For a lot of folks, St. Paddy’s Day is an excuse for the wearin-o-the-green and the puking-on-the-shoes. For me, it’s a great chance to pick up some cheap brisket and make up a big batch of pastrami.
I know it’s not traditional, but both corned beef and pastrami are corned (cured) brisket, right? While corned beef is cured and then roasted, braised, boiled, and/or (sometimes) steamed, pastrami is cured and then re-seasoned before being smoked. I like plain corned beef too, but I think that the smoke adds a ton of flavor to the meat.
1 (7-pound) beef brisket
7 tablespoons Morton Sugar Cure (1 tablespoon per pound of meat)
3 tablespoons raw or brown sugar
3 tablespoons corning or pickling spices
Combine the Morton’s, brown sugar, and spices. Put the brisket in a large freezer bag and coat with the cure. Rub the cure into the meat, covering all sides. Squeeze the air out of the bag, seal, and stash in the fridge for 7 days. Liquid will begin to collect in the bag almost immediately. This is your curing solution. Do not drain it off. Flip the bag over once a day to distribute the cure evenly.
After a week, remove the brisket from the cure and rinse under cold water and then soak for an hour to remove some of the salt. Dry off the meat and season with a Montreal-style steak seasoning.
Set up your grill for an indirect cook that will burn for at least 5 hours at 300°F. Use a drip pan under the brisket to catch the fat. Add wood for smoke (I like grape vine). Cook brisket fat side up at 300°F for about 3 hours, or until the internal temperature of the meat hits 160°F internal.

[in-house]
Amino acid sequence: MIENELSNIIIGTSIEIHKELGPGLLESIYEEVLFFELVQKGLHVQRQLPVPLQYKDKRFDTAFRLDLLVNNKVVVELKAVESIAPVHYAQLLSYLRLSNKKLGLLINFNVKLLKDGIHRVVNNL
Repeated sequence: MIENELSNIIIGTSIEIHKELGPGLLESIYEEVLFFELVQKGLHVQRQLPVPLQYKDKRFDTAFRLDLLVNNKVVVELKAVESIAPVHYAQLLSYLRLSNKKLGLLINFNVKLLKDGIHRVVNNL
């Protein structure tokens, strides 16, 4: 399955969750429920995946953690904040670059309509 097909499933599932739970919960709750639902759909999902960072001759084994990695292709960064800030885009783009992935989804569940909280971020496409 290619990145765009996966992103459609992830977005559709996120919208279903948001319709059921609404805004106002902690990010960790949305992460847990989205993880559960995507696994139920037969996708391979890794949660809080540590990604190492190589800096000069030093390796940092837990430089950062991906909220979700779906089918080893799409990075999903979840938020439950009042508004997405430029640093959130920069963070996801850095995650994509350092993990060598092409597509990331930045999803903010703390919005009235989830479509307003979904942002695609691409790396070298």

Remove the brisket from the smoker and wrap tightly with several layers of heavy-duty aluminum foil. Return meat the the grill fat side up and cook for about another 2 hours, or until the meat hits 190°F internal.
Remove foiled brisket from the grill and let rest for 20 minutes. Carefully remove the foil (steam burns can ruin your day), reserving any juices that have accumulated. Slice the pastrami thinly against the grain to serve.
We have a winner! I served it hot-off-the-grill with home-made sauerkraut and stone-ground mustard. Very tasty. The rest will go into pastrami reubens with melted Munster cheese and Russian dressing. Anything left over after that will become dip.